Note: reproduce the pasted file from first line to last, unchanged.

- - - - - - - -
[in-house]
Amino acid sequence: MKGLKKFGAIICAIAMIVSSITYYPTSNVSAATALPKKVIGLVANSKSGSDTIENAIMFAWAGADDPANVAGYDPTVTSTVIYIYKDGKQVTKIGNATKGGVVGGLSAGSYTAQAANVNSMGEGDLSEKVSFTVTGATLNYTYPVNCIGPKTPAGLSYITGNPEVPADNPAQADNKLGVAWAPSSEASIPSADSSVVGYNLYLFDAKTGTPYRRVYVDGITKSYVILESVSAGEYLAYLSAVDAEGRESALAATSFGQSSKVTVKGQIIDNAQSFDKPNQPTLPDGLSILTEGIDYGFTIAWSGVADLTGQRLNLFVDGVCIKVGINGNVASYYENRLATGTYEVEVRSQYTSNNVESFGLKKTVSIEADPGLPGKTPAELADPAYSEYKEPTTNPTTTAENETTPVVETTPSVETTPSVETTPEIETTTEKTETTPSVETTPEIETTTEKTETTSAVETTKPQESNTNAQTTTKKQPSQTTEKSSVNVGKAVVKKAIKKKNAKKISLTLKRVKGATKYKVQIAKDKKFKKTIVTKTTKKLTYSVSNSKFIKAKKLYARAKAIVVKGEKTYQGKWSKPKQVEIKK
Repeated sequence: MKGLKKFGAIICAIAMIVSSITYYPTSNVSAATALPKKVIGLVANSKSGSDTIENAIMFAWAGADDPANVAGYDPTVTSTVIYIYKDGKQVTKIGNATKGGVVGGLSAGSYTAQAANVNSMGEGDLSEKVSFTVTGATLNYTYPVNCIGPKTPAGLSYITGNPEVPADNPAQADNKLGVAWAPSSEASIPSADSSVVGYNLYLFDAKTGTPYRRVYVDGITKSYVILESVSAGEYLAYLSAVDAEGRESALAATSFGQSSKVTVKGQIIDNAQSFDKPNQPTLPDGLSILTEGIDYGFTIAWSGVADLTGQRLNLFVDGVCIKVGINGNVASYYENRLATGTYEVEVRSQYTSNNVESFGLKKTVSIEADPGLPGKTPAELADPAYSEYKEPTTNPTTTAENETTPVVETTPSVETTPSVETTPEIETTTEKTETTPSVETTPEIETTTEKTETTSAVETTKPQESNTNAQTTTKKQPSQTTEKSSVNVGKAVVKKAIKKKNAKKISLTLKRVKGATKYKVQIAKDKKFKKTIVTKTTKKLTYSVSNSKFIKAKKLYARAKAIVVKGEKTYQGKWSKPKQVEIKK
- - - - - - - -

[in-house]
Amino acid sequence: MKGLKKFGAIICAIAMIVSSITYYPTSNVSAATALPKKVIGLVANSKSGSDTIENAIMFAWAGADDPANVAGYDPTVTSTVIYIYKDGKQVTKIGNATKGGVVGGLSAGSYTAQAANVNSMGEGDLSEKVSFTVTGATLNYTYPVNCIGPKTPAGLSYITGNPEVPADNPAQADNKLGVAWAPSSEASIPSADSSVVGYNLYLFDAKTGTPYRRVYVDGITKSYVILESVSAGEYLAYLSAVDAEGRESALAATSFGQSSKVTVKGQIIDNAQSFDKPNQPTLPDGLSILTEGIDYGFTIAWSGVADLTGQRLNLFVDGVCIKVGINGNVASYYENRLATGTYEVEVRSQYTSNNVESFGLKKTVSIEADPGLPGKTPAELADPAYSEYKEPTTNPTTTAENETTPVVETTPSVETTPSVETTPEIETTTEKTETTPSVETTPEIETTTEKTETTSAVETTKPQESNTNAQTTTKKQPSQTTEKSSVNVGKAVVKKAIKKKNAKKISLTLKRVKGATKYKVQIAKDKKFKKTIVTKTTKKLTYSVSNSKFIKAKKLYARAKAIVVKGEKTYQGKWSKPKQVEIKK
Repeated sequence: MKGLKKFGAIICAIAMIVSSITYYPTSNVSAATALPKKVIGLVANSKSGSDTIENAIMFAWAGADDPANVAGYDPTVTSTVIYIYKDGKQVTKIGNATKGGVVGGLSAGSYTAQAANVNSMGEGDLSEKVSFTVTGATLNYTYPVNCIGPKTPAGLSYITGNPEVPADNPAQADNKLGVAWAPSSEASIPSADSSVVGYNLYLFDAKTGTPYRRVYVDGITKSYVILESVSAGEYLAYLSAVDAEGRESALAATSFGQSSKVTVKGQIIDNAQSFDKPNQPTLPDGLSILTEGIDYGFTIAWSGVADLTGQRLNLFVDGVCIKVGINGNVASYYENRLATGTYEVEVRSQYTSNNVESFGLKKTVSIEADPGLPGKTPAELADPAYSEYKEPTTNPTTTAENETTPVVETTPSVETTPSVETTPEIETTTEKTETTPSVETTPEIETTTEKTETTSAVETTKPQESNTNAQTTTKKQPSQTTEKSSVNVGKAVVKKAIKKKNAKKISLTLKRVKGATKYKVQIAKDKKFKKTIVTKTTKKLTYSVSNSKFIKAKKLYARAKAIVVKGEKTYQGKWSKPKQVEIKK